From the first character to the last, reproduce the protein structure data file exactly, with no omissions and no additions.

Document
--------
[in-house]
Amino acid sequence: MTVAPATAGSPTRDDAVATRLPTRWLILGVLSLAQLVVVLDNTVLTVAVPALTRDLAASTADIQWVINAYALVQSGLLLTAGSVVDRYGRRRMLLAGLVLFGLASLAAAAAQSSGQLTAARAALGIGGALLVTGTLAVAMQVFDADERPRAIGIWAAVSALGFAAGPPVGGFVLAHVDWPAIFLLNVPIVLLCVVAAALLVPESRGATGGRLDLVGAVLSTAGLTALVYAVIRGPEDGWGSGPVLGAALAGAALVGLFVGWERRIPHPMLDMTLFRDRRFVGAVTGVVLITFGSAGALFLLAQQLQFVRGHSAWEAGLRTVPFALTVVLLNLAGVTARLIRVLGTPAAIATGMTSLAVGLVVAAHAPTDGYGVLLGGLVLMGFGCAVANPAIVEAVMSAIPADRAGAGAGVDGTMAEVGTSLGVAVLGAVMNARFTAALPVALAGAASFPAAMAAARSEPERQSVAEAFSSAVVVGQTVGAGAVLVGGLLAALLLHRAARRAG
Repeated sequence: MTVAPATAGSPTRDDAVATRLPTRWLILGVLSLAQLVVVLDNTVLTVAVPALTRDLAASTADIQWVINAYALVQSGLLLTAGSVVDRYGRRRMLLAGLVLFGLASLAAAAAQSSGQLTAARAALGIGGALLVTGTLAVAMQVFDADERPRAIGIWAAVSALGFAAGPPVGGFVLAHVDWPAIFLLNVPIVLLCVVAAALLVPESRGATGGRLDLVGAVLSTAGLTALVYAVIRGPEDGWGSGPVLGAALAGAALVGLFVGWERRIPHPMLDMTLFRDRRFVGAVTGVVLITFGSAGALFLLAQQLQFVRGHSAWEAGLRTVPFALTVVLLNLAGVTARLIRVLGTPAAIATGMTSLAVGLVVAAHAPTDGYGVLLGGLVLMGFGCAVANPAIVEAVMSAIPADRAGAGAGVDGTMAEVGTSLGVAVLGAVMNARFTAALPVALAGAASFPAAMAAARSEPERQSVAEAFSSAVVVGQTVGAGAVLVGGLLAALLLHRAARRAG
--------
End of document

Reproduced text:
[in-house]
Amino acid sequence: MTVAPATAGSPTRDDAVATRLPTRWLILGVLSLAQLVVVLDNTVLTVAVPALTRDLAASTADIQWVINAYALVQSGLLLTAGSVVDRYGRRRMLLAGLVLFGLASLAAAAAQSSGQLTAARAALGIGGALLVTGTLAVAMQVFDADERPRAIGIWAAVSALGFAAGPPVGGFVLAHVDWPAIFLLNVPIVLLCVVAAALLVPESRGATGGRLDLVGAVLSTAGLTALVYAVIRGPEDGWGSGPVLGAALAGAALVGLFVGWERRIPHPMLDMTLFRDRRFVGAVTGVVLITFGSAGALFLLAQQLQFVRGHSAWEAGLRTVPFALTVVLLNLAGVTARLIRVLGTPAAIATGMTSLAVGLVVAAHAPTDGYGVLLGGLVLMGFGCAVANPAIVEAVMSAIPADRAGAGAGVDGTMAEVGTSLGVAVLGAVMNARFTAALPVALAGAASFPAAMAAARSEPERQSVAEAFSSAVVVGQTVGAGAVLVGGLLAALLLHRAARRAG
Repeated sequence: MTVAPATAGSPTRDDAVATRLPTRWLILGVLSLAQLVVVLDNTVLTVAVPALTRDLAASTADIQWVINAYALVQSGLLLTAGSVVDRYGRRRMLLAGLVLFGLASLAAAAAQSSGQLTAARAALGIGGALLVTGTLAVAMQVFDADERPRAIGIWAAVSALGFAAGPPVGGFVLAHVDWPAIFLLNVPIVLLCVVAAALLVPESRGATGGRLDLVGAVLSTAGLTALVYAVIRGPEDGWGSGPVLGAALAGAALVGLFVGWERRIPHPMLDMTLFRDRRFVGAVTGVVLITFGSAGALFLLAQQLQFVRGHSAWEAGLRTVPFALTVVLLNLAGVTARLIRVLGTPAAIATGMTSLAVGLVVAAHAPTDGYGVLLGGLVLMGFGCAVANPAIVEAVMSAIPADRAGAGAGVDGTMAEVGTSLGVAVLGAVMNARFTAALPVALAGAASFPAAMAAARSEPERQSVAEAFSSAVVVGQTVGAGAVLVGGLLAALLLHRAARRAG